Adopted by the 57th WMA General Assembly, Pilanesberg, South Africa, October 2006
Revised by the 68th WMA General Assembly, Chicago, United States, October 2017
and reaffirmed with minor revisions by the 221st WMA Council Session, Berlin, Germany, October 2022
According to the World Health Organization, tuberculosis is a significant global public health problem. South East Asian and African countries are most affected.
In developing countries, the incidence of tuberculosis (TB) has risen dramatically because of high prevalence of HIV/AIDS, increasing migration of populations, urbanisation and over-crowding. The incidence and severity of the disease are closely associated with the social and economic living conditions within a population as well as the availability of resources within a health system.
Tuberculosis is also a significant threat to patients with cancers, organ transplants, and those receiving immunologic therapies for various diseases.
The emergence of strains of tuberculosis bacteria resistant to first line drugs have become a major public and global health threat in the forms of multidrug-resistant tuberculosis (MDR-TB) and extensively drug-resistant tuberculosis (XDR-TB). MDR-TB and XDR-TB are indicators of the growing antimicrobial resistance whose drivers are multifactorial and complex and require a multisectoral approach.
Community awareness and public health education and promotion are essential elements of tuberculosis prevention.
Screening of high-risk groups including PLHIV (people living with HIV), health personnel from endemic countries as well as vulnerable populations including migrants, prisoners, and the homeless should be considered within each national epidemiological context as a component of tuberculosis prevention. Systematic screening of contacts of infected persons is also recommended.
Rapid diagnosis with molecular tests and starting supervised daily treatment early should help arrest the spread of disease.
BCG (Bacille Calmette-Guérin) vaccination as early as possible after birth should continue, in line with International Union against Tuberculosis and Lung Disease (IUATLD) criteria, until a new more effective vaccine is available.
Intensified research and innovation are also considered imperative if attempts to address the epidemic and emerging resistance are to be successful.
In line with its “Declaration of Oslo on Social Determinants of Health” and its “Declaration of Edinburgh on Prison Conditions and the Spread of Tuberculosis and Other Communicable Diseases”, the World Medical Association emphasizes that tuberculosis is a disease associated with socioeconomic factors such as poverty, poor housing, malnutrition and stigma, and recommends that these factors are fully considered and integrated in policies to end TB.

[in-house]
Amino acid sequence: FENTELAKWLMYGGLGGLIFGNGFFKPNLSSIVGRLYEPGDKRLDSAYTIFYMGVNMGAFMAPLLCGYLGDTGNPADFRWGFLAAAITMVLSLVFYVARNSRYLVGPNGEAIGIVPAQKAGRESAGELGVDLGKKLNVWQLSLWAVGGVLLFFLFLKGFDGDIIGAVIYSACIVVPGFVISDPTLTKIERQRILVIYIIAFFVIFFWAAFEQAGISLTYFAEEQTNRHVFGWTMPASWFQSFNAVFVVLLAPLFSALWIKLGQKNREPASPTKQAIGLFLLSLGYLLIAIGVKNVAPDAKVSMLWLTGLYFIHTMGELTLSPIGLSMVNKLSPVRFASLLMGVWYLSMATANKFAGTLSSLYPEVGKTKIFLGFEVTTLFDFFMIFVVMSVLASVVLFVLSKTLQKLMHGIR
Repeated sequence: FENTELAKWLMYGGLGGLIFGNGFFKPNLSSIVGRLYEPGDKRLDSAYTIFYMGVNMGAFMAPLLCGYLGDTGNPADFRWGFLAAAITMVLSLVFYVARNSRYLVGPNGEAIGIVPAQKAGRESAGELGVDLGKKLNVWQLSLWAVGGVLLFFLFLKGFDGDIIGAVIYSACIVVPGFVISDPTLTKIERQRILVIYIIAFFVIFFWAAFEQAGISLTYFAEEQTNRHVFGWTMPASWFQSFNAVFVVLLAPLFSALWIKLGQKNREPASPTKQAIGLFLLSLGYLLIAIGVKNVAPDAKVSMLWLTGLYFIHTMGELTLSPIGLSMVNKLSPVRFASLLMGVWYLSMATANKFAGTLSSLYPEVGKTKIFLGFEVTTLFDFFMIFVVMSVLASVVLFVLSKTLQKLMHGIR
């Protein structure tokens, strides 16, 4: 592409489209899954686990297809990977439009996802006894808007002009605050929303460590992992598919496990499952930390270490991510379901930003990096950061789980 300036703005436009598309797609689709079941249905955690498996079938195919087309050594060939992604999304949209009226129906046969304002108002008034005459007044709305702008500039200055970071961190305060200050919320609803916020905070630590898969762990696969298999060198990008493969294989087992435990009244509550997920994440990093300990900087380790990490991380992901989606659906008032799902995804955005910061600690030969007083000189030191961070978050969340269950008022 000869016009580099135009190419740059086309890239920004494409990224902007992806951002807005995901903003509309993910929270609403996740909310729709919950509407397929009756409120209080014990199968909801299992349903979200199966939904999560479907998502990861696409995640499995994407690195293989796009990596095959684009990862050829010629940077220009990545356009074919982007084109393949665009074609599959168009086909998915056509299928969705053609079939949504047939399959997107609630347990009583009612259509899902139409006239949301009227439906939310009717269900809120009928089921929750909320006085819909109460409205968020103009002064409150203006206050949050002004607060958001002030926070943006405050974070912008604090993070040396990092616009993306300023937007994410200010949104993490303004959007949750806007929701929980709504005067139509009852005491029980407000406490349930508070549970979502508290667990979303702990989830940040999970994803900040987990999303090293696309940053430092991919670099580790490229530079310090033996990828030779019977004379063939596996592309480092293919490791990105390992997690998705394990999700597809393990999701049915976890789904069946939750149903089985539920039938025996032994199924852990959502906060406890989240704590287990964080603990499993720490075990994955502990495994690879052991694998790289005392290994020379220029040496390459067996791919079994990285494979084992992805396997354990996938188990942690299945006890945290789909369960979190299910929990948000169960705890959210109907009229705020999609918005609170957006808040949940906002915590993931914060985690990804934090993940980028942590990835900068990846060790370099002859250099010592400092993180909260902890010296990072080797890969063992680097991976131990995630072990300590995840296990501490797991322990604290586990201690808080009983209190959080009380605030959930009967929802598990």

The WMA supports WHO “End TB Strategy” and calls upon all governments, communities, civil societies and the private sectors to act together to end tuberculosis world-wide.
The WMA, in consultation with WHO and national and international health authorities and organizations, will therefore continue advocating to generate community awareness about symptoms of TB and increase capacity building of health personnel in early identification and diagnosis of TB cases and to ensure complete treatment utilizing patient-centered treatment support, including Directly Observed Treatment Short course or other appropriate therapy.
The WMA further calls:
1.To ensure equitable access to existing tuberculosis interventions;
2. To allocate adequate financial, material and human resources for tuberculosis and HIV/AIDS research and prevention, including adequately educated health care providers and adequate public health infrastructure;
3. To ensure to health care professionals full access to all required medical and protective equipment to guard against the risk of infection and spread of the disease;
4. To foster efforts to build up the capacity of health care professionals in the use of rapid diagnostics methods, the availability of these methods in the public and private sector and in the management of all forms of TB, including MDR and XDR.
5. To address the burden of MDR and XDR TB in prison populations by ensuring drug susceptibility tests on isolates from patients with active TB are performed as soon as possible, and when patient compliance is a problem, implementing programs of directly observed therapy.
6. To support their National TB Programmes by generating awareness among healthcare professionals about TB management and early reporting of cases in the community.
7. To promote methods of TB prevention including respiratory hygiene, cough etiquettes, and safe sputum disposal.
8. To encourage their members to notify to relevant authorities, about all patients diagnosed with TB or put on TB treatment in a timely manner for initiation of contact screening and adequate follow up till the completion of treatment.
9. To encourage the development of strong pharmacovigilance and active TB drug-safety monitoring and management, to detect, manage and report suspected or confirmed drug toxicities, and encourage all their members to contribute actively to these systems.
10. To co-ordinate with their TB National Programme and promote the adopted guidelines to all members.